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Lawyers For Larry Nassar Say He Was Assaulted In Federal Prison

Former Michigan State University and USA Gymnastics doctor Larry Nassar speaks at his sentencing phase in Ingham County Circuit Court in Michigan. The judge in the case said she would let someone "to do to him what he did to others" if the Constitution allowed.
Former Michigan State University and USA Gymnastics doctor Larry Nassar speaks at his sentencing phase in Ingham County Circuit Court in Michigan. The judge in the case said she would let someone "to do to him what he did to others" if the Constitution allowed.

Lawyers for disgraced former sports doctor Larry Nassar say a judge's remarks at sentencing in a state case contributed to an assault on him at the federal prison in Arizona where he is serving 60 years for possession of child pornography.

In motions filed Tuesday requesting a resentencing for Nassar in one of his cases, lawyers blamed Ingham County Circuit Judge Rosemarie Aquilina for encouraging the assault. In January, Aquilina sentenced Nassar to 40 to 175 years in state prison for sexual assault in a Michigan case separate from the federal child pornography charges.

Nassar pleaded guilty to molesting women and girls who sought treatment from him while he was at Michigan State University and USA Gymnastics.

According to The Associated Press, "During the seven-day sentencing in January at which at least 169 women and girls provided statements, ... Aquilina described Nassar as a 'monster' ... [and] said she would allow someone 'to do to him what he did to others' if the Constitution allowed."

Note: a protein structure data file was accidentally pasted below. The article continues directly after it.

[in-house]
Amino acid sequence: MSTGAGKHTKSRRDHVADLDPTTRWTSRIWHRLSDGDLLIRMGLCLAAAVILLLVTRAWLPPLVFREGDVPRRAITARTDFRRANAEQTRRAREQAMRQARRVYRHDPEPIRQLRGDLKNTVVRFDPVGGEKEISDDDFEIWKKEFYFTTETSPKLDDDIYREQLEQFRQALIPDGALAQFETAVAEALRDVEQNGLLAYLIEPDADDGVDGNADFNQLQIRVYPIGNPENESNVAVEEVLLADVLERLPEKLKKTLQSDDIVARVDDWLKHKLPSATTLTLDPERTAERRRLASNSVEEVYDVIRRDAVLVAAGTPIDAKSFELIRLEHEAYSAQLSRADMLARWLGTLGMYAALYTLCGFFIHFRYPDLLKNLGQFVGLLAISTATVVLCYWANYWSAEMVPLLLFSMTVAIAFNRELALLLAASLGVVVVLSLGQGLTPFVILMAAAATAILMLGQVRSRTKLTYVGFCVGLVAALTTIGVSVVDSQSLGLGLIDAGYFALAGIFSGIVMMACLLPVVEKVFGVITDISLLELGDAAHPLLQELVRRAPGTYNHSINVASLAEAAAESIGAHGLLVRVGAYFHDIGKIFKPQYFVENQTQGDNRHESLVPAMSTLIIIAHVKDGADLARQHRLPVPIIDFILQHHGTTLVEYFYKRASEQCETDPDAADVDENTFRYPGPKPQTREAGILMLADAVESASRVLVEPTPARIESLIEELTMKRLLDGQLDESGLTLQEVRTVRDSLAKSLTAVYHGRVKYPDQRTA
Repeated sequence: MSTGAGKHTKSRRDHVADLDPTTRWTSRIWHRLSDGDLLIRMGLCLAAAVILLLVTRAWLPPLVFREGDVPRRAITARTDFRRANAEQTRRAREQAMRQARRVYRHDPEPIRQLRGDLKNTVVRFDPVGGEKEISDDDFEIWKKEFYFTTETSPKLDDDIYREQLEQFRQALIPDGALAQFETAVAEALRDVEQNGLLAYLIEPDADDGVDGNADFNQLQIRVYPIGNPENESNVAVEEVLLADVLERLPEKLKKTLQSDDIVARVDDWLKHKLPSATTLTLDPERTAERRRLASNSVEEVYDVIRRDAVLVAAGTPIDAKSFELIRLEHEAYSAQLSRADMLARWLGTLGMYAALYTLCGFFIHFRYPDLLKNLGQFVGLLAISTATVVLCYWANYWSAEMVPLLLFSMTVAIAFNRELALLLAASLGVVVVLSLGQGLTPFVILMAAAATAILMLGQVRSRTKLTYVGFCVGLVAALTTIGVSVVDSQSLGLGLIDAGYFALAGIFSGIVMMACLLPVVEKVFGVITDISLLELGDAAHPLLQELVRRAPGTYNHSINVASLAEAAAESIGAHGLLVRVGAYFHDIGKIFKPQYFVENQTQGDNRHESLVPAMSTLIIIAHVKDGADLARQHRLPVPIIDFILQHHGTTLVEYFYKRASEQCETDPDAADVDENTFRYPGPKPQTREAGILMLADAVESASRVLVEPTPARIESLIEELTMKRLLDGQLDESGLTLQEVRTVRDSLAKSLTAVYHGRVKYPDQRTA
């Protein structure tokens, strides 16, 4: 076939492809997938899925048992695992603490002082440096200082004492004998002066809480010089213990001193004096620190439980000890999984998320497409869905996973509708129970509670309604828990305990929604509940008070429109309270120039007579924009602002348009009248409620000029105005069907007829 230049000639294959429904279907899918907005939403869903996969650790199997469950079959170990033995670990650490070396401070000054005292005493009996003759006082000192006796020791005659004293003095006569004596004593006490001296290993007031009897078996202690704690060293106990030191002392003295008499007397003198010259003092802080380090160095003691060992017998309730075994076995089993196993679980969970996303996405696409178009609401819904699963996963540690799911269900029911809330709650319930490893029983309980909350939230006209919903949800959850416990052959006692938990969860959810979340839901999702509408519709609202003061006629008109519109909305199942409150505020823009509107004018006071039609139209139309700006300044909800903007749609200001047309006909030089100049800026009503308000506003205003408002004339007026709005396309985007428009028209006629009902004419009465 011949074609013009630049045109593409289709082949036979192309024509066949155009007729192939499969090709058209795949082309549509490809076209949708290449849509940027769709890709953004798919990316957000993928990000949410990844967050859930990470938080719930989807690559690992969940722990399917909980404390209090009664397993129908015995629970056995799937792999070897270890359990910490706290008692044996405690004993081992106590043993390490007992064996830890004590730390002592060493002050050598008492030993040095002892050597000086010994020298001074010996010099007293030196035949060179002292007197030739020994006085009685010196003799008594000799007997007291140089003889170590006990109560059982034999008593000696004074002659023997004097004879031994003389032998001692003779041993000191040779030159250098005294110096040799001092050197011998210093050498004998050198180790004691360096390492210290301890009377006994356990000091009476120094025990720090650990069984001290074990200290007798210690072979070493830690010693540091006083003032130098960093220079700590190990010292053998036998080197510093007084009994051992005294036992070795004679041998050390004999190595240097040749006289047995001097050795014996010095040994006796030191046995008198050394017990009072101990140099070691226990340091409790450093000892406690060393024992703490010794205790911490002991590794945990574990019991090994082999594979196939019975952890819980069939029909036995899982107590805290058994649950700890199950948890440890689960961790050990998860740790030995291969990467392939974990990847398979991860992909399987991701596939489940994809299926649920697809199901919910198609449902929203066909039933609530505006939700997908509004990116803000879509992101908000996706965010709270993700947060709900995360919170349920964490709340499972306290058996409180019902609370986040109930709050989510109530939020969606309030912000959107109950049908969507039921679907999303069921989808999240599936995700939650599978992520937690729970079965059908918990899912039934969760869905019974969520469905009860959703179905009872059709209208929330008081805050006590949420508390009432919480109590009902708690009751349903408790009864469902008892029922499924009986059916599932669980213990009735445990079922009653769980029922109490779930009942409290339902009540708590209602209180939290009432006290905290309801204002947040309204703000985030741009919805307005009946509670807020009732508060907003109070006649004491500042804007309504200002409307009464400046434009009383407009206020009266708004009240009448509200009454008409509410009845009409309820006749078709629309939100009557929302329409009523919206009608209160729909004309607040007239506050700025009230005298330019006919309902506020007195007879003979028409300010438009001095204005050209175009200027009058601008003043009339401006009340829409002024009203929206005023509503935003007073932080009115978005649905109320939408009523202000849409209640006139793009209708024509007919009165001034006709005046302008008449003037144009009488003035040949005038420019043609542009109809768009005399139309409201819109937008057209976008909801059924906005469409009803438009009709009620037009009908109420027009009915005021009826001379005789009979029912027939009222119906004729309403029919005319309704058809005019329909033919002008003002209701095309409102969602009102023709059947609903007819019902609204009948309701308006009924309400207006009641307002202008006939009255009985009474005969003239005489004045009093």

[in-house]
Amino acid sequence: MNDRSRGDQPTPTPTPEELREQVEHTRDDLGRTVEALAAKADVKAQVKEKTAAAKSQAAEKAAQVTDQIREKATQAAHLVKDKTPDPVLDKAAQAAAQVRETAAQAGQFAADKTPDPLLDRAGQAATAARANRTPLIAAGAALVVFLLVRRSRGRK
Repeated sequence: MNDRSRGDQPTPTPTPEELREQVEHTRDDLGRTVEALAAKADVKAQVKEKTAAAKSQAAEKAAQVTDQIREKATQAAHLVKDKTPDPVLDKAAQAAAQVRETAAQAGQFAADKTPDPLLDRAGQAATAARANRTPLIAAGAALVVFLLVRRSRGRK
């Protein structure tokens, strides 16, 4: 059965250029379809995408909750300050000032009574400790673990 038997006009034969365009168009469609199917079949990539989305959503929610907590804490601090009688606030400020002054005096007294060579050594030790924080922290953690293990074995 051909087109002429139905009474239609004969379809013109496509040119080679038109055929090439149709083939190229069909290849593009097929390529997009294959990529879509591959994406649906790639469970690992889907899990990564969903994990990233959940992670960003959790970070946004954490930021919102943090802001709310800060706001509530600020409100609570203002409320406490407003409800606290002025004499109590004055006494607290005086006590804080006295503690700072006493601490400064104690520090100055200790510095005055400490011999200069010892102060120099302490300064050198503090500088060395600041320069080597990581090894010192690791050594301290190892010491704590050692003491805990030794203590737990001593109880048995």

"Unfortunately, Judge Aquilina's comments and conducting of the sentencing proceeding appeared to encourage this type of behavior," Nassar lawyers Jacqueline McCann and Malaika Ramsey-Heath wrote. They said Aquilina allowed the sentencing hearing to "devolve into a free-for-all."

The Detroit News reports that the attack on Nassar occurred in late May "within hours of being released into the general population" at the high-security United States Penitentiary, Tucson in Arizona.

The newspaper quotes Ralph Miller, a retired Bureau of Prisons employee who specialized in sex offender cases, as saying the other option for Nassar would be to move to the Special Housing Unit.

"That's the jail within the jail: lockdown 23 hours a day and they allow them out one hour a day for recreation," Miller told the News.

Nassar is currently serving a federal sentence for child pornography possession. As the AP notes, in the unlikely event that he ever gets out of federal prison, "he would begin serving the 40- to 175-year sentence in state prison that Aquilina gave him for the sexual assaults."

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